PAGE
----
Low Waste Snacking

Go to any grocery store and you will find row upon row of individually-packaged snacks. Gas stations, pharmacies, and even health food stores are fully stocked with snacks wrapped in plastic. Marketed as easier and more convenient, these snacks add so much waste to our lives and they are completely unnecessary. Many foods come unpackaged or in bulk packaging for home or can be re-packaged if you are going somewhere.

I’ll start this post with a list of unpackaged, minimally-packaged, and bulk-packaged snacks and then add a quick guide to carrying snacks with you.

Unpackaged Snacks

Fruits and veggies: Bring your reusable produce bags to the store and stock up on fruits and vegetables. Not only are these your healthiest options, but they are also the least wasteful. Just compost your cores and peels and you are done.

Fresh baked items: Baking cookies, bars, breads, crackers, and other snacks helps you skip packaging entirely. Don’t have time to bake? Not a problem. Most grocery stores have freshly baked items you can put in a reusable bag or container.

Leftovers: We often use leftovers as a snack in our house. We tend to cook, bake, and even make smoothies and iced teas in bulk and we store food and drink in large containers where they are easily accessible for snacking.

Popsicles and smoothies: As long as you’re using low or no-waste ingredients (homemade oatmilk, frozen fruits or unpackaged ones, bulk peanut butter, etc), smoothies are a great snack options. And popsicles are basically frozen smoothies (in fact, we freeze leftover smoothies in our popsicle molds).

Popcorn: Popping corn on the stove, flavoring it, and storing it in a big container or reusable ziplock bag in your snack cabinet is one of the easiest ways to keep snacks handy.

Snacks from the Bulk Aisle:

Nuts, seeds, chocolate chips, candies, trail mixes, etc: Bulk stores have lots of variety in the trail mix department or you can make your own based on what you like or what’s on sale. In our house, we tend to buy large quantities of whatever’s on sale and make trail mixes as we go.

Cereals, granolas, etc: Bulk stores also tend to have lots of granolas and cereals to choose from. Add these to a bowl with some milk or yogurt (try to find local yogurt in glass containers) and you have an easy snack.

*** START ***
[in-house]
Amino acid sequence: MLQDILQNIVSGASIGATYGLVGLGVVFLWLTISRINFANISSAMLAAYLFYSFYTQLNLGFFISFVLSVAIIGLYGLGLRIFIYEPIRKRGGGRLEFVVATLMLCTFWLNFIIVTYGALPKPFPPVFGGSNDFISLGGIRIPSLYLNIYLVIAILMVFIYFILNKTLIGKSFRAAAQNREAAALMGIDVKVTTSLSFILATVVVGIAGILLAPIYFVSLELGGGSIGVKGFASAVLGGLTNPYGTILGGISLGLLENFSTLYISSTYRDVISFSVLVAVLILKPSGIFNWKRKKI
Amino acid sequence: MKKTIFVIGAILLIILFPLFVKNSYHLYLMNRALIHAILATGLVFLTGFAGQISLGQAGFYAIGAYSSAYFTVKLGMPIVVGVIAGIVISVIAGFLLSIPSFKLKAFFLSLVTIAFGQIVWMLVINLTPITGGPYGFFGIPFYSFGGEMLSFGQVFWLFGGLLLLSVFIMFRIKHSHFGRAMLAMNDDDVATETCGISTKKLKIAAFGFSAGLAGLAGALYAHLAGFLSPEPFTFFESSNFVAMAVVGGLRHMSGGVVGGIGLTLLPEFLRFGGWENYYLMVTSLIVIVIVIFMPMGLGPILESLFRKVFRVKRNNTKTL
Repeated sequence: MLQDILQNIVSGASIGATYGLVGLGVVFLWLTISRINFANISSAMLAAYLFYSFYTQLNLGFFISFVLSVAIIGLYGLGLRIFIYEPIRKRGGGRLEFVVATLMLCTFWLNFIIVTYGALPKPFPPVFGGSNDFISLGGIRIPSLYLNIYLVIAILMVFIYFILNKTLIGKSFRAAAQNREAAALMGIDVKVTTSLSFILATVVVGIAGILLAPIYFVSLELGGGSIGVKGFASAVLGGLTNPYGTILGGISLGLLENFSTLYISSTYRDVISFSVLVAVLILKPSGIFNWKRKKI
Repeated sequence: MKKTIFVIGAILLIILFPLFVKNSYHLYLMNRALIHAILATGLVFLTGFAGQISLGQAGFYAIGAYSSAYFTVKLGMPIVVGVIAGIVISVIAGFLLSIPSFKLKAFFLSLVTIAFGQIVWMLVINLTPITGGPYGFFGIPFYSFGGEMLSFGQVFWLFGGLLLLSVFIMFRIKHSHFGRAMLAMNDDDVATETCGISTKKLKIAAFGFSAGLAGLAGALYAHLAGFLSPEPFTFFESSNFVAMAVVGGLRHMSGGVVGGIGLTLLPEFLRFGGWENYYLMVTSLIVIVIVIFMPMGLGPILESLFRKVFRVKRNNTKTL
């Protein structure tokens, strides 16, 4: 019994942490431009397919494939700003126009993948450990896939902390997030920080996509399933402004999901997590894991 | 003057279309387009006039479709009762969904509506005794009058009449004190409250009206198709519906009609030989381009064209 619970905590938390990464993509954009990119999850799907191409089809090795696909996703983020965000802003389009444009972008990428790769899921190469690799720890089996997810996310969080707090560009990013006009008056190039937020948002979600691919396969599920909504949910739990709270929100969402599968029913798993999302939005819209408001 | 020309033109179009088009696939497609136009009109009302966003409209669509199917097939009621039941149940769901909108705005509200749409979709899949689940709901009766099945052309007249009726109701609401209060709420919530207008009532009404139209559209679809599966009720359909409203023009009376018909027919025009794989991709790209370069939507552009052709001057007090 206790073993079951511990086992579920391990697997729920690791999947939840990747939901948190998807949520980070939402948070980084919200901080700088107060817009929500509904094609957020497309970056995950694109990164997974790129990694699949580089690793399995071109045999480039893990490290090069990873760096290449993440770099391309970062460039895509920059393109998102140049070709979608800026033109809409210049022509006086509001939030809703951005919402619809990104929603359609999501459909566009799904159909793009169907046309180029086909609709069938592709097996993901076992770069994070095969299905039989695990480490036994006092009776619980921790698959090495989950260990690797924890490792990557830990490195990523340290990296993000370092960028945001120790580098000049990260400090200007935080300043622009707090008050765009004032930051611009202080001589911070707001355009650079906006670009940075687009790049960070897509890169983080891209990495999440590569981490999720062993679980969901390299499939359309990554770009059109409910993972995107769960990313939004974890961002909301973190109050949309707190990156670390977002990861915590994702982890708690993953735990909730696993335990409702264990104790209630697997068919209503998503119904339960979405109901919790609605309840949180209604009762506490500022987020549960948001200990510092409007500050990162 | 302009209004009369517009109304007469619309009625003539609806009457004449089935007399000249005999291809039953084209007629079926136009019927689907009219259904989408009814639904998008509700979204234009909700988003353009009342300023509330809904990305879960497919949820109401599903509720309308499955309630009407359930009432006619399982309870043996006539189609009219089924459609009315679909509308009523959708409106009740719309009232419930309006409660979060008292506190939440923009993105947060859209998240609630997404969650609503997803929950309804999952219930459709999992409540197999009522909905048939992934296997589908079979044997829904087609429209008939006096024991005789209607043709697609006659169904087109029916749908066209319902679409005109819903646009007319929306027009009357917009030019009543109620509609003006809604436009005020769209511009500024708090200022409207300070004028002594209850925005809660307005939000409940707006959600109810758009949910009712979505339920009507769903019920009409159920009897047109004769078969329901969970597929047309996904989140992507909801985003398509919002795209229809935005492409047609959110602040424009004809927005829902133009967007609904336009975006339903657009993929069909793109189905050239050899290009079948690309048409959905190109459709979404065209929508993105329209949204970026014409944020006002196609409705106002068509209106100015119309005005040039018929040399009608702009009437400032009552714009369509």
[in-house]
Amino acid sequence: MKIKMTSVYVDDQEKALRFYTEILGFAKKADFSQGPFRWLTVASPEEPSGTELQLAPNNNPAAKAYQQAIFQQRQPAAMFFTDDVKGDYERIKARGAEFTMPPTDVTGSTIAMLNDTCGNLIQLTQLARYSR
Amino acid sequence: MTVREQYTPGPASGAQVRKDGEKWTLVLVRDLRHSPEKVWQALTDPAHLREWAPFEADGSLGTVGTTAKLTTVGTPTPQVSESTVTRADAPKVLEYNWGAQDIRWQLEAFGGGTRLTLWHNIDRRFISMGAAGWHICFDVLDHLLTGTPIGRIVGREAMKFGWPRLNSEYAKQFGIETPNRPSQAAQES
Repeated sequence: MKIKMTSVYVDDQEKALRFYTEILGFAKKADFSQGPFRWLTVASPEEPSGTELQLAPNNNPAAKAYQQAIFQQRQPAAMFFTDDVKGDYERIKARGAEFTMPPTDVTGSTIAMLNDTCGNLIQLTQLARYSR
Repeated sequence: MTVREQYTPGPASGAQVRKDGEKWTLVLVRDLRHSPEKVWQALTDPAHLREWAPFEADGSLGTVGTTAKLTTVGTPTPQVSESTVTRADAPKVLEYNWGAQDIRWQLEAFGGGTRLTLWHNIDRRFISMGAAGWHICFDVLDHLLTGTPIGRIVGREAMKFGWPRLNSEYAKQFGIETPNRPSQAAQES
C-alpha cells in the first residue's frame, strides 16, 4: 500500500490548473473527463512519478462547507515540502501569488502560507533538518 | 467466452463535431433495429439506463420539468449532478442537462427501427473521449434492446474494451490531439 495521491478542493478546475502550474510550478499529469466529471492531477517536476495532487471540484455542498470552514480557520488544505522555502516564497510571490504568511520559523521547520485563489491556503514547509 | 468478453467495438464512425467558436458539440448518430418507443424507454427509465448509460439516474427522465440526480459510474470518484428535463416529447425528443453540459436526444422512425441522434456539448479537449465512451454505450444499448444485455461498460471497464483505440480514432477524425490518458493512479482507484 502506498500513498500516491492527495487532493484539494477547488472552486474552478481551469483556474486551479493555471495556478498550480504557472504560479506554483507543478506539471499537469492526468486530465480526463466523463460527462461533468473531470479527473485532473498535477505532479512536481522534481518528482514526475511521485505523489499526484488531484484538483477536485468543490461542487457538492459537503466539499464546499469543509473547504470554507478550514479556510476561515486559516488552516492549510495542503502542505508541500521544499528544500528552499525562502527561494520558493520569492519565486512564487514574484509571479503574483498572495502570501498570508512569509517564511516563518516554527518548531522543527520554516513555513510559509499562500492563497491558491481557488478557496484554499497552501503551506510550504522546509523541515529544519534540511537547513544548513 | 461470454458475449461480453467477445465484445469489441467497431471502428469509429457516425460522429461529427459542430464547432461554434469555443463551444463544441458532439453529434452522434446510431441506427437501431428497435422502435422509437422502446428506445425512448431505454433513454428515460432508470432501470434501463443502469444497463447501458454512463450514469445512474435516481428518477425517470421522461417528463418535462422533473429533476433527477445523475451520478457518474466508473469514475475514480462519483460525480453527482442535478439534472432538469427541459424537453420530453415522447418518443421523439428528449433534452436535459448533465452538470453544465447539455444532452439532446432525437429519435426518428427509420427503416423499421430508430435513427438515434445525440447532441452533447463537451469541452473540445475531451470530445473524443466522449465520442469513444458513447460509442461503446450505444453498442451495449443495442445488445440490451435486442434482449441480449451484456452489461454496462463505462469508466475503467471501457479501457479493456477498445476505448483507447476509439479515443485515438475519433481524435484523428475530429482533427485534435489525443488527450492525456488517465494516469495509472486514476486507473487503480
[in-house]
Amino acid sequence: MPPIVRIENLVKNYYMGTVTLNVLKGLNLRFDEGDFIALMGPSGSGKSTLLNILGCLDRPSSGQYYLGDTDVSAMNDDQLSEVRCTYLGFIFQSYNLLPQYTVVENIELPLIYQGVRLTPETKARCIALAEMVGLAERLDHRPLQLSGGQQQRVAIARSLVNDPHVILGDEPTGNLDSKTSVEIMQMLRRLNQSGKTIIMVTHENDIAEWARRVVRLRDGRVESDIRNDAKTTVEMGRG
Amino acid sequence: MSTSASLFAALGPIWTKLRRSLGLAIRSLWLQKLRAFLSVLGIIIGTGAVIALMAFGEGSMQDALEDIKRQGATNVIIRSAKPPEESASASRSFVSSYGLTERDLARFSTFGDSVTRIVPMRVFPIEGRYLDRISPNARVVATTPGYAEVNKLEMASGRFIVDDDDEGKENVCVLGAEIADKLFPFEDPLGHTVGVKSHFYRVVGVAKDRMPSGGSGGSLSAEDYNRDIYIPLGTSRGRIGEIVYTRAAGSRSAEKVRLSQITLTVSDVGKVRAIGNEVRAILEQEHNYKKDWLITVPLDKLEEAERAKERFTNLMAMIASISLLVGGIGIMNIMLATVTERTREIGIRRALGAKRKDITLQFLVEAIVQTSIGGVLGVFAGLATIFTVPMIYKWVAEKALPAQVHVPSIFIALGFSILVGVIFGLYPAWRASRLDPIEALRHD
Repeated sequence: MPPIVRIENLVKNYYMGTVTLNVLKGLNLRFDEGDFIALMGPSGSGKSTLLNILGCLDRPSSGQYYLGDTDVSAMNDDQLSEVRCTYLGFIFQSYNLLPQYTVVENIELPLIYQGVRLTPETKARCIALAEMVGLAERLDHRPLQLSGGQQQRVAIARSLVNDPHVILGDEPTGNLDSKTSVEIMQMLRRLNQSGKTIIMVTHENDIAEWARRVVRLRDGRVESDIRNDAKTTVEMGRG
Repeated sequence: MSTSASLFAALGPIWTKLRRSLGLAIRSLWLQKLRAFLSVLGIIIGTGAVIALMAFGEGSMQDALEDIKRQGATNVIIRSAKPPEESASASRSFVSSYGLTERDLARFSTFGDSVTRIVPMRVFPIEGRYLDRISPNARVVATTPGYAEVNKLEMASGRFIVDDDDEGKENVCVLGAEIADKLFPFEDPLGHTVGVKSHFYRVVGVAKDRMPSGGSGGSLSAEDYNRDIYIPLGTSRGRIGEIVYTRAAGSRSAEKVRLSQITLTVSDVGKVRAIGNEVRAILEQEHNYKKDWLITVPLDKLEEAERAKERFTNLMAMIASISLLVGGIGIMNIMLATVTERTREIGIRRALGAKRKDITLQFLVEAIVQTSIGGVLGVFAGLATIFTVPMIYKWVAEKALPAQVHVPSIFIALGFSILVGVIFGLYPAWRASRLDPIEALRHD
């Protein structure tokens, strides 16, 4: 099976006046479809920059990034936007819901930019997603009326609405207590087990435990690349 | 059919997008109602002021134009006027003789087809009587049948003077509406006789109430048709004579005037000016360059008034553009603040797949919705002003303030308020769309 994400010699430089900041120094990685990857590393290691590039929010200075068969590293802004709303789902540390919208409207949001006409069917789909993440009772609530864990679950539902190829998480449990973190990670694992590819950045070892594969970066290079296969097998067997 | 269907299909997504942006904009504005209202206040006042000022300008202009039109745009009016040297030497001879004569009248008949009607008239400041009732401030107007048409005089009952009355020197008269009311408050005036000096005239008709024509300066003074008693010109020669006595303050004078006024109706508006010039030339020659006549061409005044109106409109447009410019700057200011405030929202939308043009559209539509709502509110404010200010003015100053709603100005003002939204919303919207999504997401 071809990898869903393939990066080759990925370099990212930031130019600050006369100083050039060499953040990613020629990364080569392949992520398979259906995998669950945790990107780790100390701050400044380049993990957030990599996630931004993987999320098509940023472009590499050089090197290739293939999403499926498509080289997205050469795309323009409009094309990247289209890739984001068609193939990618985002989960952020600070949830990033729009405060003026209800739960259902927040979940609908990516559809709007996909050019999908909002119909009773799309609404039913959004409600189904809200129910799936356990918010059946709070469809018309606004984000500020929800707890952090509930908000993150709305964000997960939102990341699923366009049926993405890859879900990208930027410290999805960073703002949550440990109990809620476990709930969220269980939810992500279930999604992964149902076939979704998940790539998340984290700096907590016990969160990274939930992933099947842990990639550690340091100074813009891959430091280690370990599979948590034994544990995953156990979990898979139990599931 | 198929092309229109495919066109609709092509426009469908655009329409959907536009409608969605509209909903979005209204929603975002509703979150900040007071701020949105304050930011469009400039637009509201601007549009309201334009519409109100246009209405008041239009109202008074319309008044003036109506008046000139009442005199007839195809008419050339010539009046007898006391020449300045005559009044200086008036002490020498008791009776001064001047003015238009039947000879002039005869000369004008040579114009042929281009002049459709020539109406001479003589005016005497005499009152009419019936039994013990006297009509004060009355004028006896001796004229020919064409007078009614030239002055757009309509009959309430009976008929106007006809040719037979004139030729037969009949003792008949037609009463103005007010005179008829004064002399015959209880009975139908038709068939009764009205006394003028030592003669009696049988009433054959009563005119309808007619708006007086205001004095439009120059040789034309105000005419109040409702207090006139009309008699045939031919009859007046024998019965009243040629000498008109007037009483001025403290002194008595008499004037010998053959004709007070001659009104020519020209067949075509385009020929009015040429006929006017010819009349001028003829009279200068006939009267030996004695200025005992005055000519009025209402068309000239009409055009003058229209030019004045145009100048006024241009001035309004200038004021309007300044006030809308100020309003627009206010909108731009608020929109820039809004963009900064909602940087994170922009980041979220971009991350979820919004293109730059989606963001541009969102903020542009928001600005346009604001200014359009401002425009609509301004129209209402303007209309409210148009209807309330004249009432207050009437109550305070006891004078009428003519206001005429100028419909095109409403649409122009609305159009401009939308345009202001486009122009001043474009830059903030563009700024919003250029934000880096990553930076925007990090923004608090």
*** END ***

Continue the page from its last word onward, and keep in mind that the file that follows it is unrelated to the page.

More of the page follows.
Olives, Hummus, cut fruit and veggies, and hot foods: All of the above and more can be packed into reusable containers are the grocery store or coop and used for snacking.

Minimally Packaged Snacks

Dried fruits: Dried fruits at your local bulk store will probably come in small plastic bags instead of in the standard dispensers. Although these little bags aren’t ideal, they aren’t specially printed and sealed, so take less energy to produce. And, as long as they are clean, you can recycle the bags. You can also opt to buy a big box of dried fruits through a buyer’s club and repackage them yourself.

Chips, pretzels, and other big-bag snacks: Most places I have looked don’t sell chips, pretzels, and the like in their bulk dispensers. You can shop more sustainably by buying these snacks in large bags and repackaging them into snack-sized portions. If you choose snacks recyclable through Terracycle, you can at least recycle the packaging.


Loose snacks: Use fabric pouches or reusable ziplock bags to package loose snacks like trail mixes, chips, popcorn, and dried fruits.

Fresh fruits and vegetables: Wrap cut or whole fruits in Beeswrap or, for sturdy snacks like apples, bananas, and oranges, you can just throw them in your bag or car whole.

Baked Goods: Cookies, bars, etc can be wrapped in Beeswrap or carried in a stainless steel snack container.

Leftovers and hot snacks: Glass or stainless steel containers can be used to store messy or hot snacks. Don’t forget to bring your reusable utensils.

Liquids: Carry hot drinks or soups in your travel mug or smoothies in a glass jar.

If you are wondering what drink to pair with your snack, check out our post on Eco-hydration. Happy Snacking!

– Hannah

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